The rendezvous points are selected as follows. First, the sources route their paths to distinct nodes on level tex2html_wrap_inline2707 in tex2html_wrap_inline2709 time using the algorithm from Section 4 on the working switches. Then the sources are numbered according to the order in which they appear on that level using a parallel prefix computation. A parallel prefix computation can be performed in tex2html_wrap_inline2711 word (or even bit) steps on an N-leaf complete binary tree, and hence also on a butterfly. For a proof, see [16, Section 1.2,]. (Note that although we are treating some of the nodes as if they were faulty, there are no actual faults in the network, so non-working nodes can assist in performing prefix computations.) The rendezvous points are also numbered according to the order in which they appear on level 0 using another prefix computation.

Next, using a packing operation, a packet representing the ith rendezvous point tex2html_wrap_inline2719 is routed from tex2html_wrap_inline2721 to the node in the ith row of level 0. At the same time, a packet representing the ith source tex2html_wrap_inline2729 is routed from level tex2html_wrap_inline2731 , where tex2html_wrap_inline2733 's path has reached so far, to the ith node of level 0. These two routings can be implemented in tex2html_wrap_inline2739 word (or bit) steps on a butterfly [16, Section 3.4.3,].

Once the packets for tex2html_wrap_inline2741 and tex2html_wrap_inline2743 are paired up, a packet is sent back to tex2html_wrap_inline2745 's node on level tex2html_wrap_inline2747 informing it of the position of tex2html_wrap_inline2749 on level 0. (This is an unpacking operation.) The path for source tex2html_wrap_inline2753 is then extended from level tex2html_wrap_inline2755 to level 0 using the algorithm from Section 4.3 on the working switches. Then a packet containing the location of tex2html_wrap_inline2759 is sent from tex2html_wrap_inline2761 's node on level tex2html_wrap_inline2763 to the node on level 0 that is in the same row that tex2html_wrap_inline2767 lies on in the fourth part. This routing can be performed in tex2html_wrap_inline2769 word steps using the store-and-forward multibutterfly routing algorithm of [17]. (We can't use the circuit switching algorithm because there may be as many as tex2html_wrap_inline2771 sinks in the same row.)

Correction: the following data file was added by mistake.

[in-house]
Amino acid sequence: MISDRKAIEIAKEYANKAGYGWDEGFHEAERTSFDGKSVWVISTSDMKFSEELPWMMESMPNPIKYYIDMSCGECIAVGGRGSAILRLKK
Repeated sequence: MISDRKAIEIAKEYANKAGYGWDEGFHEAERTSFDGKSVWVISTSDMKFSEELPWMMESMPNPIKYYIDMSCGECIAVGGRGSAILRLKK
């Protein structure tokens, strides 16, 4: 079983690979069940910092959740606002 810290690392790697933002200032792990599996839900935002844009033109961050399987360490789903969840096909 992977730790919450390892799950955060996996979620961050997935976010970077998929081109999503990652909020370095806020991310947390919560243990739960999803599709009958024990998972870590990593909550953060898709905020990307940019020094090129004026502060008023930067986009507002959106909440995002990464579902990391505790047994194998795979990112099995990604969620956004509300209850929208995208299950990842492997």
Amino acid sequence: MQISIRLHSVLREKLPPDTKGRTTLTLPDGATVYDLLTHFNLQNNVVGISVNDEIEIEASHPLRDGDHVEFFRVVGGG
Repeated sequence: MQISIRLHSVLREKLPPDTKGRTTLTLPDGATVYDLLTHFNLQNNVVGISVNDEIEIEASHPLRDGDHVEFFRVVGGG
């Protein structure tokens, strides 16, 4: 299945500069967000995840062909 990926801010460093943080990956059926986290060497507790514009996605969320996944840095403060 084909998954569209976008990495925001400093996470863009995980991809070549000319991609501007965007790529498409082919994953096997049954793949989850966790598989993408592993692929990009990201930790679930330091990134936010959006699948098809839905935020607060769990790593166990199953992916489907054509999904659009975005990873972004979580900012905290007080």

In tex2html_wrap_inline2773 time, the packet works it way across the row from level 0 to tex2html_wrap_inline2777 , which lies somewhere between levels tex2html_wrap_inline2779 and tex2html_wrap_inline2781 . (Note that although there may be as many as tex2html_wrap_inline2783 tex2html_wrap_inline2785 in the same row, the total time is still at most tex2html_wrap_inline2787 .)

Finally, a path is extended from tex2html_wrap_inline2789 to any working node on level tex2html_wrap_inline2791 and from there to tex2html_wrap_inline2793 using the algorithm of Section 4.3 on the working switches.

next up previous
Next: 5.3.3 Establishing edge-disjoint paths Up: 5.3 Removing the distinction Previous: 5.3.1 The network

Bruce Maggs
Mon Jul 22 21:19:59 EDT 1996